The Highs and Lows of a Man Called Everest
Art tends to imitate life in the latest novel featuring one of the most shambolic and hilarious figures in Australian fiction.
Grafton Everest, the protagonist (we can’t say hero) of a string of satires by historian and novelist Ross Fitzgerald is loved and loathed in equal measure.
In Fitzgerald’s new book, ‘Going Out Backwards : A Grafton Everest Adventure’, co-written with comedy legend Ian McFayden, Professor Dr Grafton Everest. the bumbling Mangoland academic has been elected to the Australian Senate, without really knowing why and he finds himself reluctantly holding the balance of power.
A prostatectomy has left him impotent, his daughter is staging a theatrical event with an outlaw motorcycle gang and he suspects his wife is planning to have him put to sleep. On top of it all Australia is facing natural disaster from Tetconic Change.
Fitzgerald, an emeritus professor of history and politics at Griffith University – and a long time commentator on Queensland politics – lives in Sydney nowadays, like his character Grafton Everest. What should we read into their shared biographical details?
“Grafton Everest is what I would be like if I let myself go, Fitzgerald says.
It’s fiction but there’s plenty that we will recognise from reality, often thinly disguised. For example, the newly minted Queensland senator (even though he lives in NSW) is to appear on the ABC show ‘Bathroom Cabinet’ with political journalist Yolanda Yabbie (Annabel Crabb? Get it? ) to discuss health, beauty and what tablet’s he’s taking.
Fitzgerald and McFadyen have an awful lot of fun in this fifth Grafton Everest novel.
These books are rude, crude and uncalled for as any good satire should be but not everyone always gets the joke.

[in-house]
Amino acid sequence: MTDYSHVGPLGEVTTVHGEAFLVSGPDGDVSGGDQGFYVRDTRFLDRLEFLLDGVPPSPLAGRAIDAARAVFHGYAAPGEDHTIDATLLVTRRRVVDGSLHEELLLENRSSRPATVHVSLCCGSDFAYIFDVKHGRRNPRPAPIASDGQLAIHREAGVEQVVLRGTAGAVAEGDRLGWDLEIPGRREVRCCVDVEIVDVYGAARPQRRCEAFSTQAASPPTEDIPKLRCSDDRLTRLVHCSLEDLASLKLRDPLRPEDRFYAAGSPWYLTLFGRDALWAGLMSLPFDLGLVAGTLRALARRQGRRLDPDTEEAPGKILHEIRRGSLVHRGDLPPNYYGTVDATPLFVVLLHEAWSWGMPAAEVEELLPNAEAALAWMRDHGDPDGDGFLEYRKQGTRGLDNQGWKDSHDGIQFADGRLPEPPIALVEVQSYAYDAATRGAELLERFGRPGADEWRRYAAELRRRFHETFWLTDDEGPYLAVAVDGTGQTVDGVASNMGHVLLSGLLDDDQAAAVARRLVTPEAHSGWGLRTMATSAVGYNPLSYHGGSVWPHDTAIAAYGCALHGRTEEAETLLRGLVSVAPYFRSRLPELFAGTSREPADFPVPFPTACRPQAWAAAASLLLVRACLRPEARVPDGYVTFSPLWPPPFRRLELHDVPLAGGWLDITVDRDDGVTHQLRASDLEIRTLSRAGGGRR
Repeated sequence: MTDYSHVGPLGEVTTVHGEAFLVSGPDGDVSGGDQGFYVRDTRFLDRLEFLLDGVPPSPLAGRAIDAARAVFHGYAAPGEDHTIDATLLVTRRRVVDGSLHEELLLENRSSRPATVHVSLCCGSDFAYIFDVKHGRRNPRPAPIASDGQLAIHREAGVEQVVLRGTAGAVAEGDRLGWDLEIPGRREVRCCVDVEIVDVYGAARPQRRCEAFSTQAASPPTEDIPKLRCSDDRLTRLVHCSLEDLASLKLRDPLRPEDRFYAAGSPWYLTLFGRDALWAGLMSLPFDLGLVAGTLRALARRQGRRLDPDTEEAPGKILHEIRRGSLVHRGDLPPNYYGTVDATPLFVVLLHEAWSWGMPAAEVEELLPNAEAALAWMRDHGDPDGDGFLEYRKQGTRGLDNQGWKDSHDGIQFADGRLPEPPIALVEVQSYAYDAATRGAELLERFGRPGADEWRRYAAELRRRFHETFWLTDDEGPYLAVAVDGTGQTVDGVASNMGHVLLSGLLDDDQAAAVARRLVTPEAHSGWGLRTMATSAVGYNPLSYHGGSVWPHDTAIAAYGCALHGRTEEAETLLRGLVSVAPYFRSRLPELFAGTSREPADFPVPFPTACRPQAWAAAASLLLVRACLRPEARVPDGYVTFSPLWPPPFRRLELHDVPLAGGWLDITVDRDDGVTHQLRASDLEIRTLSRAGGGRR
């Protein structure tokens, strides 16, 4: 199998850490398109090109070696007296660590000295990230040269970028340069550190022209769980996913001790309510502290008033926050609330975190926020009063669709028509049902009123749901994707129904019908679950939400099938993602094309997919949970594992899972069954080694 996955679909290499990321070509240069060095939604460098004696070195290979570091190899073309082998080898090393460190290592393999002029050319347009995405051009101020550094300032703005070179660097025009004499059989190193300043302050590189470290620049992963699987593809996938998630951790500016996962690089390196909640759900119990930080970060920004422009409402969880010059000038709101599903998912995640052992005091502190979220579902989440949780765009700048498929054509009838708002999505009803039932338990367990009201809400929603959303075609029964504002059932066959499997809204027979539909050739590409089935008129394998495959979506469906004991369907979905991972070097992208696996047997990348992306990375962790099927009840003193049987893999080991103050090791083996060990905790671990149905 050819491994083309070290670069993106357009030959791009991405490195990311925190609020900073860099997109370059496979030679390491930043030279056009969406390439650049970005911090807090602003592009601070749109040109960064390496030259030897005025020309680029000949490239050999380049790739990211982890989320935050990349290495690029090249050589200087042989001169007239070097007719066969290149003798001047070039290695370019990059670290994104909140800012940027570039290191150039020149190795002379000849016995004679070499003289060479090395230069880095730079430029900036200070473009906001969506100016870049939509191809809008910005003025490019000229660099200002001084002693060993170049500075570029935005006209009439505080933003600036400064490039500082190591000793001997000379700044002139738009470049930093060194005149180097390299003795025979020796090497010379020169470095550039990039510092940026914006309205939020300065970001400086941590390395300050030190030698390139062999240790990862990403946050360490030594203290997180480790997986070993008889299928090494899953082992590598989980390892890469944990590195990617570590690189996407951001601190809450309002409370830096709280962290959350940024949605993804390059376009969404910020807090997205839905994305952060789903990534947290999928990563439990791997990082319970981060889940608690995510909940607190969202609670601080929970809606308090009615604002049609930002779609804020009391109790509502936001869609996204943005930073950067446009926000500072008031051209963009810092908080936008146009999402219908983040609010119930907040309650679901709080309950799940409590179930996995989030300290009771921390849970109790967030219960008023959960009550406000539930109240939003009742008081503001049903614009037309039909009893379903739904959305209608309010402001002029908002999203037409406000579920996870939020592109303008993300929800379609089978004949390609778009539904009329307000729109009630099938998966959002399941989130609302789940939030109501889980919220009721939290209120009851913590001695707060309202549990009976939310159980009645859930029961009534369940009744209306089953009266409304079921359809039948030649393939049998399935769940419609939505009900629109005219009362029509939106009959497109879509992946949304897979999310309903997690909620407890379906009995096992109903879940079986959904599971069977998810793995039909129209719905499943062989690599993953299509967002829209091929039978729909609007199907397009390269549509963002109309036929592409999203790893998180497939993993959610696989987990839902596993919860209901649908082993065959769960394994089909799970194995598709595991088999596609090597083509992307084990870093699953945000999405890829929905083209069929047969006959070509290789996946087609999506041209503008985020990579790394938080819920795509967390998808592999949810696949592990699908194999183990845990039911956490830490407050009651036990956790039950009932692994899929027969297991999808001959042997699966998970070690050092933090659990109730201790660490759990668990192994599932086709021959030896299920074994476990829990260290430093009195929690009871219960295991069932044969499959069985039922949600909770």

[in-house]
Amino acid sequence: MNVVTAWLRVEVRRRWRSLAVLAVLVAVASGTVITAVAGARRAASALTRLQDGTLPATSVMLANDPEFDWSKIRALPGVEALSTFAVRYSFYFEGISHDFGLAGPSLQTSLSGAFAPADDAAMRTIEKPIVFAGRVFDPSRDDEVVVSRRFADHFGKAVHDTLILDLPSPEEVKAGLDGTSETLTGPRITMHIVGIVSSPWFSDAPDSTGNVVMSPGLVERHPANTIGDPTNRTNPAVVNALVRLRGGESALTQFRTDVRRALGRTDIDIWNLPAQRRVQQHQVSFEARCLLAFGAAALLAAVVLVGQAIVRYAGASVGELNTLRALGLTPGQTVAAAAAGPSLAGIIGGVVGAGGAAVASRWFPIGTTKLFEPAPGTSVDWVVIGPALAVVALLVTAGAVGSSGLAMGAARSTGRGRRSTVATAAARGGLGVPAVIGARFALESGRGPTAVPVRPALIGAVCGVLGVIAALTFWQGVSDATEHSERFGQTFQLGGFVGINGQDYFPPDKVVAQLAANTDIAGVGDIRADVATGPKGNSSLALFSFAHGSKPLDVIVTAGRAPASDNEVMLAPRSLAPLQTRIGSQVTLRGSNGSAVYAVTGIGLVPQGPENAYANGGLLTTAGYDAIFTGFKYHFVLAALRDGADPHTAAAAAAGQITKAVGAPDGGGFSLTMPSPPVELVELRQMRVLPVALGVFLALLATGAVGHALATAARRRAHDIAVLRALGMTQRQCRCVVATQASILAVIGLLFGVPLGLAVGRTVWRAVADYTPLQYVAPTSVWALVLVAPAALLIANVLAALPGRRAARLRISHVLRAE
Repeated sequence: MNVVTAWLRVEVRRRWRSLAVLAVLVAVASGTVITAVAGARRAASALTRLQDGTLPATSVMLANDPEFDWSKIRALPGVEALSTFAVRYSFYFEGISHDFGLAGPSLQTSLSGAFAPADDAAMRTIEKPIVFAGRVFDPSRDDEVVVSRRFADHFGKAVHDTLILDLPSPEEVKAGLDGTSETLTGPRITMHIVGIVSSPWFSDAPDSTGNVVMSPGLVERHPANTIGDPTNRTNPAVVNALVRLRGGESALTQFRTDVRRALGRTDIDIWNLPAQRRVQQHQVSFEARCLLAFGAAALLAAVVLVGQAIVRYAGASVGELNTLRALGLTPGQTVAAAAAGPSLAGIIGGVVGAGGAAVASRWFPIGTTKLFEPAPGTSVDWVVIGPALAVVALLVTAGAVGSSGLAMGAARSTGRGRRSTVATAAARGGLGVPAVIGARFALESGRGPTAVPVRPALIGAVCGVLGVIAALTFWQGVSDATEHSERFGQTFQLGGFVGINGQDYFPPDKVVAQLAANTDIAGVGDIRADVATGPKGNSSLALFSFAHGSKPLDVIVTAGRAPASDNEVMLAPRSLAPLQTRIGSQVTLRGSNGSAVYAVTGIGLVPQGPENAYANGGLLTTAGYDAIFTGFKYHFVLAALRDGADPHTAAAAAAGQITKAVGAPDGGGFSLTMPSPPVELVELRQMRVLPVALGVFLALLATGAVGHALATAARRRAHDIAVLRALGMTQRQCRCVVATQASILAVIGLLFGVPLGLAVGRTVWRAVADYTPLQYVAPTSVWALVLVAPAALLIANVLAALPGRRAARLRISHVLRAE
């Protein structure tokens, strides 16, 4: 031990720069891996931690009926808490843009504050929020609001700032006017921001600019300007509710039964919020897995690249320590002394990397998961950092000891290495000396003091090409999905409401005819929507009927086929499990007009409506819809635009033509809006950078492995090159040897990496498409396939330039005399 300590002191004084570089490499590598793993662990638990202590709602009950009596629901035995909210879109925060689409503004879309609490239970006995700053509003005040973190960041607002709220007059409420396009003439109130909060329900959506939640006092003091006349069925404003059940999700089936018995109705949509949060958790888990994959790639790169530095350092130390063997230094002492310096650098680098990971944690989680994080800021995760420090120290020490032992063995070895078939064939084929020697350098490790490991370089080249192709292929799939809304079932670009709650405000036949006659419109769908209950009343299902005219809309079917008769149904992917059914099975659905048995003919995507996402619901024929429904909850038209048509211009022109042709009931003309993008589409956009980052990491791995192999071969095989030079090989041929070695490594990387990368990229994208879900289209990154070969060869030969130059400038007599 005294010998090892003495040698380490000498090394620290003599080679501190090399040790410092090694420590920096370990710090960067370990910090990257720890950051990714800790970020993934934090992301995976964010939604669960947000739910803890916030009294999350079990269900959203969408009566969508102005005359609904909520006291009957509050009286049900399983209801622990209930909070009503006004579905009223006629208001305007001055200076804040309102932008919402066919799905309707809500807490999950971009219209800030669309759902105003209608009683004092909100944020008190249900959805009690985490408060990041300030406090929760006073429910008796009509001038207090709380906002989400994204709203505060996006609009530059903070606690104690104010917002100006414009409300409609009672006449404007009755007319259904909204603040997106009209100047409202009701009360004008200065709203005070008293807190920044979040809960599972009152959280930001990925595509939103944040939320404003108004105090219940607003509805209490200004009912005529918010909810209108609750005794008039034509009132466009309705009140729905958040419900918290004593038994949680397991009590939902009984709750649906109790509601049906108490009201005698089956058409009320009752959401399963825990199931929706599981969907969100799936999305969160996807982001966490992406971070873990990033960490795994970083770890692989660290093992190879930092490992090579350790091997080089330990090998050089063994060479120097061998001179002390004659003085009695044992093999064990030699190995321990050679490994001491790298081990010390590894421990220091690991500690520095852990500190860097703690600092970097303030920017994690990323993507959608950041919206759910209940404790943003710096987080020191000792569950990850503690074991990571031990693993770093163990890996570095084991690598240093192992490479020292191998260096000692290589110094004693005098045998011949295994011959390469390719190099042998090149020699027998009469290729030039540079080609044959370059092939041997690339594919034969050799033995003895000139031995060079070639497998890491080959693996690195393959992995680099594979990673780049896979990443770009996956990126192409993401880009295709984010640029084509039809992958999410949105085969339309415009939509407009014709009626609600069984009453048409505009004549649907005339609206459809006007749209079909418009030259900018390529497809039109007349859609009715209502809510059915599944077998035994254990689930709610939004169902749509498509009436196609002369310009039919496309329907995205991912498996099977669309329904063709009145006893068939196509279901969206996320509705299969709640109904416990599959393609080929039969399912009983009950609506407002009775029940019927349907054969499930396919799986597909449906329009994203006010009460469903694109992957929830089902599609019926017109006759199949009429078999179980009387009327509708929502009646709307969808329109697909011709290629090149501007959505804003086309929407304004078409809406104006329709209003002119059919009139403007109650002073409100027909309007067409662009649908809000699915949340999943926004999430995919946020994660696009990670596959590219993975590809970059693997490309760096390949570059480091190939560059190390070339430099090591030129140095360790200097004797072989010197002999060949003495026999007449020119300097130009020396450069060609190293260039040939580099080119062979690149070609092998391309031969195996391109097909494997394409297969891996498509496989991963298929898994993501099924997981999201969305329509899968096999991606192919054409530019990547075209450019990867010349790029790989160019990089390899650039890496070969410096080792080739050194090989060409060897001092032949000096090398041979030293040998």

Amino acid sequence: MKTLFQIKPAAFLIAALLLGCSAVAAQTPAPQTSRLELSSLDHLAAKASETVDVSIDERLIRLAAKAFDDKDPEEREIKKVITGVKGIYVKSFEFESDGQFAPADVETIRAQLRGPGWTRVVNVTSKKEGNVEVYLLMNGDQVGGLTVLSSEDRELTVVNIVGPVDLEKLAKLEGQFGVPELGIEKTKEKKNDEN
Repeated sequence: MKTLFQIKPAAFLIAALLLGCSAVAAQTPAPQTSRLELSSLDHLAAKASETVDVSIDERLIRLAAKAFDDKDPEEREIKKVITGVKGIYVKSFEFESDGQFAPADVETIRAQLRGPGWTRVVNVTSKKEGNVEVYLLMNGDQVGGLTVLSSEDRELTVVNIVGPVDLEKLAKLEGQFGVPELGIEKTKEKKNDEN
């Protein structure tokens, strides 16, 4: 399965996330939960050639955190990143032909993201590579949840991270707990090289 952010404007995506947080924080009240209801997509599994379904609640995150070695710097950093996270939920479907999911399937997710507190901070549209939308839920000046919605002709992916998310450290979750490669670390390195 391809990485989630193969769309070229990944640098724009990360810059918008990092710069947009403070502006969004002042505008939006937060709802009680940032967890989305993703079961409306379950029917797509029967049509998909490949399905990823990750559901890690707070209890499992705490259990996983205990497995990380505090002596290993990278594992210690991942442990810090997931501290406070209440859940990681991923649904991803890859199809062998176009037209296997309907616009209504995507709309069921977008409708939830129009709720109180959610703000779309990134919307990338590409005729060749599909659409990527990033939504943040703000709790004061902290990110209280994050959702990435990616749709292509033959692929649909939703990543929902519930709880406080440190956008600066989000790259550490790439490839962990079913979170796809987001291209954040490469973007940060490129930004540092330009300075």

“When the first one, ‘Pushed from the Wings’ was published, one reviewer said — I never laughed once — so we put that on the back cover.
Before I mention my own response — a disclaimer: Fitzgerald is a friend and I have signed on to launch his new book. I can reveal I laughed loud and often reading it.
So much of it eerily reflects the real state of politics today. As McFadyen points out, you must move quickly.
“You only have a small window with satire before it becomes true, McFayden says. “You can write the most outlandish things and within a year it’s reality.
McFayden, 57, the comic genius behind The Comedy Company, lives on Brisbane’s bayside. He and Fitzgerald have been friends for some years and McFayden says their collaboration was enjoyable Plus he had some jokes left over from a sitcom pilot about a novice in politics accidentally having the balance of power.
Fitzgerald says McFayden brought “intricate plotting to the table a la P.G. Wodehouse.
GOING OUT BACKWARDS by Ross Fitzgerald & Ian McFadyen (Hybrid Publishers; $26.95) will be launched at 6pm next Tuesday October 20 at Avid Reader Bookshop and Cafe, 193 Boundary St, West End, Brisbane. Free event; avidreader.com.au
Phil Brown, ‘The Courier-Mail’, October 13, 2015, Arts and Entertainment, EXTRA, p 46
MADNESS IN MANGOLAND
Ross Fitzgerald, history professor and Queensland’s self-appointed cultural attache in Sydney, has had his ego slightly dinted recently.
A middle-aged woman approached him and said: “professor, it must be terribly embarrassing for you because someone with the same name keeps writing all those obscene novels.”
Fitz said: “She wasn’t kidding either.”
He has just launched his latest comic novel based on the character of a bumbling, impotent academic from “Gangland”.
It’s titled ‘Going Out Backwards : A Grafton Everest Adventure’ (Hybrid Publishers) and was co-authored with Ian McFadyen of Comedy Company fame.
Remarkably, it’s Fitzgerald’s 38th book.
Des Houghton, The Courier-Mail, Saturday October 31, 2015 p37.
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